Ukrainian

The courses below are offered through the Department of Slavic Languages and Literature.

For questions about specific courses, contact the department:

Departmental Office: 708 Hamilton
212-854-3941
Office Hours: Monday–Friday, 9:00 a.m.–5:00 p.m.

Web: www.columbia.edu/cu/slavic


Directory of Classes

The course information displayed on this page relies on an external system and may be incomplete. Please visit Slavic Languages on the Directory of Classes for complete course information.

After finding your course in the Directory of Classes, click on the section number to open an expanded view. The "Open To" field will indicate whether the course is open to School of Professional Studies students. If School of Professional Studies is not included in the field, students may still be able to cross-register for the course by obtaining permission after being admitted to an academic program.

UKRN UN1101 Elementary Ukrainian I. 3 points.

Designed for students with little or no knowledge of Ukrainian. Basic grammar structures are introduced and reinforced, with equal emphasis on developing oral and written communication skills. Specific attention to acquisition of high-frequency vocabulary and its optimal use in real-life settings.

Fall 2017: UKRN UN1101
Course Number Section/Call Number Times/Location Instructor Points Enrollment
UKRN 1101 001/13786 M W F 11:40am - 12:55pm
Room TBA
Yuri Shevchuk 3 1/12

UKRN UN1102 Elementary Ukrainian II. 3 points.

Designed for students with little or no knowledge of Ukrainian. Basic grammar structures are introduced and reinforced, with equal emphasis on developing oral and written communication skills. Specific attention to acquisition of high-frequency vocabulary and its optimal use in real-life settings.

Spring 2017: UKRN UN1102
Course Number Section/Call Number Times/Location Instructor Points Enrollment
UKRN 1102 001/12392 M W F 8:40am - 9:55am
351a International Affairs Bldg
Yuri Shevchuk 3 2/15

UKRN UN4001 Advanced Ukrainian I. 3 points.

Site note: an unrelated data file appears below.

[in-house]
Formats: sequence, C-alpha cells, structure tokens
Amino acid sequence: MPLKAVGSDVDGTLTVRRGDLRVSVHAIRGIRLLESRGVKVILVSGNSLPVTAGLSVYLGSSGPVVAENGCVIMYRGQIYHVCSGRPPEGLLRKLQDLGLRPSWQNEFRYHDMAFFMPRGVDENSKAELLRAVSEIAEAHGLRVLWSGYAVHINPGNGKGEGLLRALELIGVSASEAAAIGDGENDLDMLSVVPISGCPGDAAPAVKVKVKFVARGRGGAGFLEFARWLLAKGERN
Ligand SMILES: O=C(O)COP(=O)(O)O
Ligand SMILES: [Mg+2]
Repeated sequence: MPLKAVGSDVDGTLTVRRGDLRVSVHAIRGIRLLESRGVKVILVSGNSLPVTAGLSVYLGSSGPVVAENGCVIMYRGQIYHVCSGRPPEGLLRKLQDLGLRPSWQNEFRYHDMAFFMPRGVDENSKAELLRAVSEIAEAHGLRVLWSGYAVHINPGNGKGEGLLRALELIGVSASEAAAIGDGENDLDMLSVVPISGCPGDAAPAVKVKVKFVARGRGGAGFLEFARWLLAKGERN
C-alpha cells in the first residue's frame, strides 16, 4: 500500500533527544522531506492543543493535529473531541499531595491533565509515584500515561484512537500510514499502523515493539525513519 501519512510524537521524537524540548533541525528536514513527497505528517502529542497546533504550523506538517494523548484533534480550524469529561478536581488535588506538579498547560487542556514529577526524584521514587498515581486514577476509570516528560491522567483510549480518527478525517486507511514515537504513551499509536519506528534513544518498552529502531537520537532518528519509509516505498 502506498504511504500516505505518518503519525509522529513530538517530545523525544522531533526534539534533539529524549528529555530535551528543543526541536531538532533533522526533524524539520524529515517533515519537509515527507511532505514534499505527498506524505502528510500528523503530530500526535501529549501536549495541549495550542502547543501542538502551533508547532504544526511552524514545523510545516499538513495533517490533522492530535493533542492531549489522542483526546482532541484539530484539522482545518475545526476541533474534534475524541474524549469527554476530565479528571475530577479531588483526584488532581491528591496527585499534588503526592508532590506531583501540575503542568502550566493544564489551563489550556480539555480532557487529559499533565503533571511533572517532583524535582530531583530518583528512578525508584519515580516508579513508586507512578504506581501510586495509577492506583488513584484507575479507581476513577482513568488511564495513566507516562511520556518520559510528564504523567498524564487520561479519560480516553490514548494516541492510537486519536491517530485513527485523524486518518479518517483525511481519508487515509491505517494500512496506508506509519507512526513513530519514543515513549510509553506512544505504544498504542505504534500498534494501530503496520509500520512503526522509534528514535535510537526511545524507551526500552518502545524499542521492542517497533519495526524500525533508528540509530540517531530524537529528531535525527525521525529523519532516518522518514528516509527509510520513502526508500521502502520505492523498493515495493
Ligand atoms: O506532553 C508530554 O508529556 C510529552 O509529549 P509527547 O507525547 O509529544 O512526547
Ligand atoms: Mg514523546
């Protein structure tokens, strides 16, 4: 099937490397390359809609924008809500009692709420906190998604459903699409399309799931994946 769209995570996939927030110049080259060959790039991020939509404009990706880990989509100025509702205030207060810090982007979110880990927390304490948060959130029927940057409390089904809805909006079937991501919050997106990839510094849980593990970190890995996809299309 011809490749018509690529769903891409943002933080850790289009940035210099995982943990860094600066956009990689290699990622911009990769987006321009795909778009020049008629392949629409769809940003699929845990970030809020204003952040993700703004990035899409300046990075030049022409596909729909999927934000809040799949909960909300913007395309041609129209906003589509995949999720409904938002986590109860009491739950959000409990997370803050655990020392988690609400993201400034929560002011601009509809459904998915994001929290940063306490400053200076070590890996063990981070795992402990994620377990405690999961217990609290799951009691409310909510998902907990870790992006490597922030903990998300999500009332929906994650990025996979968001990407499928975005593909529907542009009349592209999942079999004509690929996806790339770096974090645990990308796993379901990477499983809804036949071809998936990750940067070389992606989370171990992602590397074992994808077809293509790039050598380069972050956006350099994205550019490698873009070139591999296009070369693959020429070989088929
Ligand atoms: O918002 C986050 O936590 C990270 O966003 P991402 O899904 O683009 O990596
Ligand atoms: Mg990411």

Prerequisites: UKRN W2102 or the equivalent.

The course is for students who wish to develop their mastery of Ukrainian. Further study of grammar includes patterns of word formation, participles, gerunds, declension of numerals, and a more in-depth study of difficult subjects, such as verbal aspect and verbs of motion. The material is drawn from classical and contemporary Ukrainian literature, press, electronic media, and film. Taught almost exclusively in Ukrainian.

Fall 2017: UKRN UN4001
Course Number Section/Call Number Times/Location Instructor Points Enrollment
UKRN 4001 001/73424 M W 1:10pm - 2:25pm
Room TBA
Yuri Shevchuk 3 0/12

UKRN W3997 Supervised Individual Research. 2-4 points.

Not offered during 2017-18 academic year.

Prerequisites: the department's permission.

UKRN W3998 Supervised Individual Research. 2-4 points.

Not offered during 2017-18 academic year.

Prerequisites: the department's permission.

UKRN W4021 Introduction to Ukrainian Literature and Culture: Beginnings Through the 19th Century. 3 points.

Not offered during 2017-18 academic year.

Prerequisites: Some familiarity with at least one Slavic language.

UKRN W4054 Creating Identity in Contemporary Ukrainian Culture. 0 points.

This course presents and examines post-Soviet Ukrainian culture.  Students will learn about the significant achievements, names, events, scandals and polemics in contemporary Ukrainian culture and will see how they have contributed to Ukraine’s post-Soviet identity.  Centered on the most important successes in literature, the course will also explore the key developments in music and visual art in this period.  The course will look at what images have come to represent Ukraine and how they were created.  By also studying Ukrainian culture with regards to its relationship with Ukraine’s changing political life, students will obtain a good understanding of the dynamics of today’s Ukraine and the development of Ukrainians as a nation in the 21st century.  The course will be complemented by audio and video presentations and, through the Harriman Institute’s on-going Contemporary Ukrainian Literature Series, will offer students the unique opportunity to meet several leading Ukrainian writers in-person.   Entirely in English with a parallel reading list for those who read Ukrainian.

The University reserves the right to withdraw or modify the courses of instruction or to change the instructors as may become necessary.